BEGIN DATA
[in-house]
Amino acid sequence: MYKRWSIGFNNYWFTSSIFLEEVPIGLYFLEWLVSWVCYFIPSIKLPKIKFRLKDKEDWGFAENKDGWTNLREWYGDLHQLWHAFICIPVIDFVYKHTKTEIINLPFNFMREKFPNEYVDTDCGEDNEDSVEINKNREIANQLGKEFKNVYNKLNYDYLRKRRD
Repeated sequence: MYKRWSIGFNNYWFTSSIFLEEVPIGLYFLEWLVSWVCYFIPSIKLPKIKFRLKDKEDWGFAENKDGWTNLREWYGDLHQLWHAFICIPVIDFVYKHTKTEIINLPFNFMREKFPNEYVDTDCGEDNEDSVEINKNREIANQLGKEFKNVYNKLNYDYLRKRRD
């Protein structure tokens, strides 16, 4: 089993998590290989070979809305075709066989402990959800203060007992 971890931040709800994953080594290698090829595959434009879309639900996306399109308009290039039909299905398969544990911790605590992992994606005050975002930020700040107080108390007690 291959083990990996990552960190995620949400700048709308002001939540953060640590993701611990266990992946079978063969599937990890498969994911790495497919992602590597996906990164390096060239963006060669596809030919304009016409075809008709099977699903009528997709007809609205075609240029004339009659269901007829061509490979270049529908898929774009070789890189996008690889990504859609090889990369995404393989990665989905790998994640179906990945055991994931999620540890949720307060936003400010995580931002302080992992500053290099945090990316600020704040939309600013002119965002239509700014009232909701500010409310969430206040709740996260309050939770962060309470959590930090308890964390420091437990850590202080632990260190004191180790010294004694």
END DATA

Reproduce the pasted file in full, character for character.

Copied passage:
[in-house]
Amino acid sequence: MYKRWSIGFNNYWFTSSIFLEEVPIGLYFLEWLVSWVCYFIPSIKLPKIKFRLKDKEDWGFAENKDGWTNLREWYGDLHQLWHAFICIPVIDFVYKHTKTEIINLPFNFMREKFPNEYVDTDCGEDNEDSVEINKNREIANQLGKEFKNVYNKLNYDYLRKRRD
Repeated sequence: MYKRWSIGFNNYWFTSSIFLEEVPIGLYFLEWLVSWVCYFIPSIKLPKIKFRLKDKEDWGFAENKDGWTNLREWYGDLHQLWHAFICIPVIDFVYKHTKTEIINLPFNFMREKFPNEYVDTDCGEDNEDSVEINKNREIANQLGKEFKNVYNKLNYDYLRKRRD
């Protein structure tokens, strides 16, 4: 089993998590290989070979809305075709066989402990959800203060007992 971890931040709800994953080594290698090829595959434009879309639900996306399109308009290039039909299905398969544990911790605590992992994606005050975002930020700040107080108390007690 291959083990990996990552960190995620949400700048709308002001939540953060640590993701611990266990992946079978063969599937990890498969994911790495497919992602590597996906990164390096060239963006060669596809030919304009016409075809008709099977699903009528997709007809609205075609240029004339009659269901007829061509490979270049529908898929774009070789890189996008690889990504859609090889990369995404393989990665989905790998994640179906990945055991994931999620540890949720307060936003400010995580931002302080992992500053290099945090990316600020704040939309600013002119965002239509700014009232909701500010409310969430206040709740996260309050939770962060309470959590930090308890964390420091437990850590202080632990260190004191180790010294004694």